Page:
As both your assets and your family grow, your estate plan should grow with them. You will soon find that a simple Last Will and Testament is not sufficient to meet all of your estate planning needs and goals. One of the most common additions to an estate plan is a trust agreement. The type of trust you establish will depend on your goals and objectives. If you are married to a foreign national, or non-citizen, your estate planning attorney may suggest that you include a Qualified Domestic Trust, or QDOT. Only your California estate planning attorney can help you decide if a QDOT is right for your estate plan; however, to give you an idea why you might need a QDOT trust, an Inglewood trust attorney explains the basics of a QDOT trust.
There was a time – not all that long ago – when traveling outside your home country, for business or pleasure, was relatively rare. Only large businesses engaged in multi-national affairs. Advances in technology, science, and engineering over the last century changed all of that. The proliferation of internet users alone means that people all over the world can easily converse with people from numerous different countries and cultures with the click of a button. Faster and safer air travel also makes it easier to visit other countries for business or just vacation. One result of the disappearing international borders is a marked increase in “mixed-nativity,” or “cross-cultural” marriages. In the United States, for example, the Census Bureau reports that 20 percent, or one in five, marriages in the U.S. includes one foreign-born spouse. If you are among the 20 percent, estate planning should take on a heightened importance for you because of the need to protect your spouse.
What Is a QDOT Trust?
A QDOT trust is a specialized that allows you to provide for a non-citizen spouse without the help of the unlimited marital deduction that is so frequently used by married couples. Your spouse will be entitled to the interest from the trust assets but will not own the assets nor can your spouse access the principal held by the trust absent a showing of extreme hardship. AN extreme hardship requires your spouse to show an “immediate and substantial” need for money relating to “heath, maintenance, education or support” of either your spouse or someone your spouse is legally obligated to support, such as a child. When your spouse dies, the assets held in the trust will be distributed to the beneficiaries named in the trust, usually children. To understand why you might need to rely on a QDOT trust, you first need to understand a little more about federal gift and estate taxes and the marital deduction.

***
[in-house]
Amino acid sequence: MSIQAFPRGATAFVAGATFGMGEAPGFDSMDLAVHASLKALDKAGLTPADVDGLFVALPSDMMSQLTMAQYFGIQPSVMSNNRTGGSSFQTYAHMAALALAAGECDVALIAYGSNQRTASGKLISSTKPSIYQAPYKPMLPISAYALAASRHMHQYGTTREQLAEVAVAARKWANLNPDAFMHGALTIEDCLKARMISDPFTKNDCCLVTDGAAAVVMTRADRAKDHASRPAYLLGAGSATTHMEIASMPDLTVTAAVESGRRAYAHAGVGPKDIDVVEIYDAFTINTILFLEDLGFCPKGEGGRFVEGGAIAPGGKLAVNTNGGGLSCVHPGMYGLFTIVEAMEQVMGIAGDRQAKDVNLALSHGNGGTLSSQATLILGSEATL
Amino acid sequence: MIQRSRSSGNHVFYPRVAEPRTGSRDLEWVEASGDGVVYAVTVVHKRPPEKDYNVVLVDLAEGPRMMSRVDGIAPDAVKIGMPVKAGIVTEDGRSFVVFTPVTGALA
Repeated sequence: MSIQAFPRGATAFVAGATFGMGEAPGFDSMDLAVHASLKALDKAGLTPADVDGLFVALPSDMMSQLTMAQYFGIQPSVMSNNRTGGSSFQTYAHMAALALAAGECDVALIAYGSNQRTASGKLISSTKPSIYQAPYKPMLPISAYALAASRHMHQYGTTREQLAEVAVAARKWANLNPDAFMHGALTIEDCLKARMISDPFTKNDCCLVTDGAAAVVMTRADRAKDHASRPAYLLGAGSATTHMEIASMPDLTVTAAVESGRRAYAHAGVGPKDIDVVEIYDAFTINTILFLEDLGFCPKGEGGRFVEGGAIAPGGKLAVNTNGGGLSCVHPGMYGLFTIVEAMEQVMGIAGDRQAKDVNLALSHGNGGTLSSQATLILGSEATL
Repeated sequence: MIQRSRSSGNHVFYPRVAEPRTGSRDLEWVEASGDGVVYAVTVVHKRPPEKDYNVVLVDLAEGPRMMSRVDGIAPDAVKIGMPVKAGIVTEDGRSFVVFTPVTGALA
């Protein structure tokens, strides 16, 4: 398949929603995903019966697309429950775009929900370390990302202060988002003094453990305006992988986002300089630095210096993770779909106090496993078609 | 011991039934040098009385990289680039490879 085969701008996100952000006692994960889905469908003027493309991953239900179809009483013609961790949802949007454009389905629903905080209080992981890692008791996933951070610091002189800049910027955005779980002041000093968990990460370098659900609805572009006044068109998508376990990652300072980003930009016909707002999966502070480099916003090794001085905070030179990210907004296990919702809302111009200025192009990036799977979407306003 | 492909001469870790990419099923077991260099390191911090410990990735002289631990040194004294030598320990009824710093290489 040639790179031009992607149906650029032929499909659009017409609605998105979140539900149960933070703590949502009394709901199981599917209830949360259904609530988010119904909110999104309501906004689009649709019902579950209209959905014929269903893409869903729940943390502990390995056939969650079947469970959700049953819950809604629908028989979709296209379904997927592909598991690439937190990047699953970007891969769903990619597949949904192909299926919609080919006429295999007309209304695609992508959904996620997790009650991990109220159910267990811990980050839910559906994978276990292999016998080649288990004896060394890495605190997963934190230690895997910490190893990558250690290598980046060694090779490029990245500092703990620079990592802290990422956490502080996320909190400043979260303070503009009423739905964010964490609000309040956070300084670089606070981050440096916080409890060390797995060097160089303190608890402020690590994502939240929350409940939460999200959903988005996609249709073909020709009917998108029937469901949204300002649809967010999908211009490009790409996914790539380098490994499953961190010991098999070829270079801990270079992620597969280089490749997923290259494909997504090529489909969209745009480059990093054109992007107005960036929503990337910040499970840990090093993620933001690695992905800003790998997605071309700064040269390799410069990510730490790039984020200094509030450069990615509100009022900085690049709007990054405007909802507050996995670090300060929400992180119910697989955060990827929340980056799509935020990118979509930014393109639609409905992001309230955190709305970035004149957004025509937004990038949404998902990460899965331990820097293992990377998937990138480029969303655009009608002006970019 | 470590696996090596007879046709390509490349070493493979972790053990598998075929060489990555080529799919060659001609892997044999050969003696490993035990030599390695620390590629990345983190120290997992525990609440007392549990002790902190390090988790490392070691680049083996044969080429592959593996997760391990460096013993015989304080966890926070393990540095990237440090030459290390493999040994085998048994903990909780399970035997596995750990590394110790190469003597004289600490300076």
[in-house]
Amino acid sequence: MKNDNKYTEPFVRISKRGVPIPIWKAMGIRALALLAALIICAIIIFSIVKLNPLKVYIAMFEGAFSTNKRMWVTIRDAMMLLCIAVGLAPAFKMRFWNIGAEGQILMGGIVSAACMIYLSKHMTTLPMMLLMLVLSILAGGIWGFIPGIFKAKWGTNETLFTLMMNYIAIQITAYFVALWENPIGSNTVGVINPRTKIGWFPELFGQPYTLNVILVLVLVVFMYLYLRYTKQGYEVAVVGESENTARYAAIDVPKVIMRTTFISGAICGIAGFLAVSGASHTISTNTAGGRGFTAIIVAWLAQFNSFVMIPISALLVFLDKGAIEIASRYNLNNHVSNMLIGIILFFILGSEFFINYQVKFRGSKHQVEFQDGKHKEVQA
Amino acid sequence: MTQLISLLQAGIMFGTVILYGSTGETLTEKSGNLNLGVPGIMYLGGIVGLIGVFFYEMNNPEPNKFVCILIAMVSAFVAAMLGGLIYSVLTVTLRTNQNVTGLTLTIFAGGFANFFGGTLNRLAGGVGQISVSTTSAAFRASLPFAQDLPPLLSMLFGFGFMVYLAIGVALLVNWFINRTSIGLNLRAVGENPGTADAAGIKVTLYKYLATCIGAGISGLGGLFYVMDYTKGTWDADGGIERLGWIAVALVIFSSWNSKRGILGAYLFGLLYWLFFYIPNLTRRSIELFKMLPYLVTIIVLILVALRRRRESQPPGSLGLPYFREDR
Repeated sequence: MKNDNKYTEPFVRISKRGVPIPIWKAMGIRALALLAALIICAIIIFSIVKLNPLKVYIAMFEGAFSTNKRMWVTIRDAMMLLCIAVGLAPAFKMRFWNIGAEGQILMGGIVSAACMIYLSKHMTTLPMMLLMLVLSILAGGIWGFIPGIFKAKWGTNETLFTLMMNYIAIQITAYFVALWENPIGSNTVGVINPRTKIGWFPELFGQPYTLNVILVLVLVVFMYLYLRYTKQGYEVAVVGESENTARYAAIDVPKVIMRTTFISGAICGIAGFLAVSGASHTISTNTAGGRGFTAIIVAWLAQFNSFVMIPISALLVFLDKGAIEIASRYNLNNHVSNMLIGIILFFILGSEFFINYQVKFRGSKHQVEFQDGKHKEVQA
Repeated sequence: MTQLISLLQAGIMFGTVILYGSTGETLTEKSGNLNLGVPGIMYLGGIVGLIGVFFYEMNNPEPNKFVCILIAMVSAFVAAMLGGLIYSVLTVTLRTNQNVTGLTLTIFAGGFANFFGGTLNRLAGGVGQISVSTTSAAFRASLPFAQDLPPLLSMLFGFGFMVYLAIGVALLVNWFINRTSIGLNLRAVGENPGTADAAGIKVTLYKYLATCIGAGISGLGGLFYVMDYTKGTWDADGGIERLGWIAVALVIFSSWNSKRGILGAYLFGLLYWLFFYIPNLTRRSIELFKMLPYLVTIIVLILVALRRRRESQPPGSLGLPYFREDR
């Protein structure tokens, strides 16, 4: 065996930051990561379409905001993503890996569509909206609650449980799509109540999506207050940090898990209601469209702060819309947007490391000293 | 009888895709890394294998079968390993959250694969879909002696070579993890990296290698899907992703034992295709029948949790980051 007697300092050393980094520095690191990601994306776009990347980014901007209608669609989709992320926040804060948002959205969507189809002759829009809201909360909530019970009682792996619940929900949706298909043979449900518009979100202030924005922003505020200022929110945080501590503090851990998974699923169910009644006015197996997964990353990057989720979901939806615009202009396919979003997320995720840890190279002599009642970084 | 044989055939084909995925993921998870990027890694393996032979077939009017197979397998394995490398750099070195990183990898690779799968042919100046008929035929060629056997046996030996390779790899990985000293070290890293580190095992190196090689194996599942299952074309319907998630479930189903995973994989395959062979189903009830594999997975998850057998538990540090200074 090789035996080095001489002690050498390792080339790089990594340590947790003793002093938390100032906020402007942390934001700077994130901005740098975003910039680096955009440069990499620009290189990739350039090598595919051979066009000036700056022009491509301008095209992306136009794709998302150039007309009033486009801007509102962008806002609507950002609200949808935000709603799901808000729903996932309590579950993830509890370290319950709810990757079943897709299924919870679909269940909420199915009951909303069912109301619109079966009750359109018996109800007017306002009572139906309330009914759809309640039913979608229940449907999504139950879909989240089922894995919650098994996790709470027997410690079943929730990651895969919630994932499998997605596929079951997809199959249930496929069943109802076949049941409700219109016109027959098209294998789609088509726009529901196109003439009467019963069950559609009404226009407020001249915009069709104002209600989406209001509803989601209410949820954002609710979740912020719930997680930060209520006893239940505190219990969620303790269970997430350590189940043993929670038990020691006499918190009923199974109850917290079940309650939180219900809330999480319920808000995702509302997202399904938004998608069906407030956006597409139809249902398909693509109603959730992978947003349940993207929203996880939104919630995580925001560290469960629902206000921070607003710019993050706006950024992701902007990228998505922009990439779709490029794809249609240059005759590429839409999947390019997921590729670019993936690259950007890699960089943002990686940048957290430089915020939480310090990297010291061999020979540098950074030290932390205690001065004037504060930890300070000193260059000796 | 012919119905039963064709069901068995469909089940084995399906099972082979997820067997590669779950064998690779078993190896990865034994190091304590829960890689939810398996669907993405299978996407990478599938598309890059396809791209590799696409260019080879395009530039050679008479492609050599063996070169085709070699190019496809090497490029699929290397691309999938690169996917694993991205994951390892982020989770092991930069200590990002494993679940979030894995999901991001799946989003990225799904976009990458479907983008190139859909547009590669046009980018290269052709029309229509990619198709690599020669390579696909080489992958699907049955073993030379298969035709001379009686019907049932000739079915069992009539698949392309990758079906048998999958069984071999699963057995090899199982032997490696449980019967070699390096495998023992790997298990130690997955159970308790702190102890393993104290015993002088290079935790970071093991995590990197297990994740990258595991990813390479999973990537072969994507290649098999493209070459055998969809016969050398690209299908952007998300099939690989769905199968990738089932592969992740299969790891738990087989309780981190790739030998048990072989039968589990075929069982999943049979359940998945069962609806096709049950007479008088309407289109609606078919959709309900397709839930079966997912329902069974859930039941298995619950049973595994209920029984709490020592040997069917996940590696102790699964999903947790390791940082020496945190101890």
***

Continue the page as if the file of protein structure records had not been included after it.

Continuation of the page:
Federal Gift and Estate Taxes and Your Estate
Every estate is potentially subject to federal gift and estate taxes at the time of a taxpayer’s death. When you die, your estate will go through the legal process known as probate. During the probate process, any federal (and state if applicable) gift and estate taxes due must be paid before assets can be transferred to intended beneficiaries. The tax is levied on the combined value of all qualifying gifts made during your lifetime and the value of all assets owned by you at the time of your death. Each taxpayer is entitled to make use of the lifetime exemption which was permanently set at $5 million back in 2012, but is adjusted yearly as a cost of living increase. For 2017, the lifetime exemption amount is $5.49 million. If, for example, the combined value of your lifetime gifts and estate assets is $10 million at the time of your death in 2017, your estate would owe federal gift and estate taxes on $4.51 million at the rate of 40 percent.
The Unlimited Marital Deduction
One way to avoid paying any federal gift and estate taxes is to leave all your taxable estate assets to a spouse using the marital deduction. As the name implies, the unlimited marital deduction allows a taxpayer to leave an unlimited amount of assets to a spouse tax-free. Except, the marital deduction is not available if your spouse is a non-citizen. This is why a QDOT trust becomes necessary.
For more information, please join us for one of our upcoming free seminars. If you have additional questions or concerns about conservatorship in the State of California, contact the Collins Law Firm by calling (310) 677-9787 0r Click Here reserve for a Free Estate Planning Workshop.
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